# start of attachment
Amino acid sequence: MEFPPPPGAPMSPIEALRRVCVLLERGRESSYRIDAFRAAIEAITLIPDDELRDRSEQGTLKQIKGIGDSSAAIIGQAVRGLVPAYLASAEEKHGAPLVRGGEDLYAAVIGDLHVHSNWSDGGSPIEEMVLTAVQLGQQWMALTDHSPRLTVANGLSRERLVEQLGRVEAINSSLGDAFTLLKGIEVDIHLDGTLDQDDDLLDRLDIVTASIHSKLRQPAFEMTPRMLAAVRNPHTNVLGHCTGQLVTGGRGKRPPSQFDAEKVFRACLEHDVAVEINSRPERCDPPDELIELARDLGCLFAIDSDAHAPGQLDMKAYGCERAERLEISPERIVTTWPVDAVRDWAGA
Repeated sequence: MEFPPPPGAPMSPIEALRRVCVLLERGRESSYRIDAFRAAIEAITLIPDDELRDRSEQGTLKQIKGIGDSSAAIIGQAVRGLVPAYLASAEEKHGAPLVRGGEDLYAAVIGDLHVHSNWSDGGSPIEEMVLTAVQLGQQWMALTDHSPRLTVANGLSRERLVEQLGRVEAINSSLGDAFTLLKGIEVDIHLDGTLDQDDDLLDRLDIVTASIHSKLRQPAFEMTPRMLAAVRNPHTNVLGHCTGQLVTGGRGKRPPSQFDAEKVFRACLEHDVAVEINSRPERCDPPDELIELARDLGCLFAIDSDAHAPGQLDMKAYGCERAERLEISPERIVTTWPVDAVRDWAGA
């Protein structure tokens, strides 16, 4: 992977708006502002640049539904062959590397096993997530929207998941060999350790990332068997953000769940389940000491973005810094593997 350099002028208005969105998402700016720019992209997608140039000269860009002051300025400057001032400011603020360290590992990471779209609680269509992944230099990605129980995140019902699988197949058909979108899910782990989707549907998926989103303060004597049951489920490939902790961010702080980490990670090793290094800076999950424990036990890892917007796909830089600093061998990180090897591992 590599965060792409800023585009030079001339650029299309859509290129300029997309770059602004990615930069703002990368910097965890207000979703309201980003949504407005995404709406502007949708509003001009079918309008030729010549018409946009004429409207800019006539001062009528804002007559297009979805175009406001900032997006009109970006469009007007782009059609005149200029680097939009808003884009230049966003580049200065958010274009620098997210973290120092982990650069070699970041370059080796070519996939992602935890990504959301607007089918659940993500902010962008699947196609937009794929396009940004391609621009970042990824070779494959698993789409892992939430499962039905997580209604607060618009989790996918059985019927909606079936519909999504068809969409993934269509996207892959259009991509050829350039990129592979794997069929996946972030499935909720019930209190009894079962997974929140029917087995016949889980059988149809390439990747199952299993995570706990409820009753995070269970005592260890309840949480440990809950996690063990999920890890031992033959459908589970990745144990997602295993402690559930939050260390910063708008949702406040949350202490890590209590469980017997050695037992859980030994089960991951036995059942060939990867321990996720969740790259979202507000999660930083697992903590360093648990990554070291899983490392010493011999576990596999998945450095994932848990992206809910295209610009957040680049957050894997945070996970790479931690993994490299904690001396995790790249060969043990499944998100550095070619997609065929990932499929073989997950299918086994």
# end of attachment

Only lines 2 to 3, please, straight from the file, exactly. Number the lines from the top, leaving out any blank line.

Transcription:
Repeated sequence: MEFPPPPGAPMSPIEALRRVCVLLERGRESSYRIDAFRAAIEAITLIPDDELRDRSEQGTLKQIKGIGDSSAAIIGQAVRGLVPAYLASAEEKHGAPLVRGGEDLYAAVIGDLHVHSNWSDGGSPIEEMVLTAVQLGQQWMALTDHSPRLTVANGLSRERLVEQLGRVEAINSSLGDAFTLLKGIEVDIHLDGTLDQDDDLLDRLDIVTASIHSKLRQPAFEMTPRMLAAVRNPHTNVLGHCTGQLVTGGRGKRPPSQFDAEKVFRACLEHDVAVEINSRPERCDPPDELIELARDLGCLFAIDSDAHAPGQLDMKAYGCERAERLEISPERIVTTWPVDAVRDWAGA
């Protein structure tokens, strides 16, 4: 992977708006502002640049539904062959590397096993997530929207998941060999350790990332068997953000769940389940000491973005810094593997 350099002028208005969105998402700016720019992209997608140039000269860009002051300025400057001032400011603020360290590992990471779209609680269509992944230099990605129980995140019902699988197949058909979108899910782990989707549907998926989103303060004597049951489920490939902790961010702080980490990670090793290094800076999950424990036990890892917007796909830089600093061998990180090897591992 590599965060792409800023585009030079001339650029299309859509290129300029997309770059602004990615930069703002990368910097965890207000979703309201980003949504407005995404709406502007949708509003001009079918309008030729010549018409946009004429409207800019006539001062009528804002007559297009979805175009406001900032997006009109970006469009007007782009059609005149200029680097939009808003884009230049966003580049200065958010274009620098997210973290120092982990650069070699970041370059080796070519996939992602935890990504959301607007089918659940993500902010962008699947196609937009794929396009940004391609621009970042990824070779494959698993789409892992939430499962039905997580209604607060618009989790996918059985019927909606079936519909999504068809969409993934269509996207892959259009991509050829350039990129592979794997069929996946972030499935909720019930209190009894079962997974929140029917087995016949889980059988149809390439990747199952299993995570706990409820009753995070269970005592260890309840949480440990809950996690063990999920890890031992033959459908589970990745144990997602295993402690559930939050260390910063708008949702406040949350202490890590209590469980017997050695037992859980030994089960991951036995059942060939990867321990996720969740790259979202507000999660930083697992903590360093648990990554070291899983490392010493011999576990596999998945450095994932848990992206809910295209610009957040680049957050894997945070996970790479931690993994490299904690001396995790790249060969043990499944998100550095070619997609065929990932499929073989997950299918086994």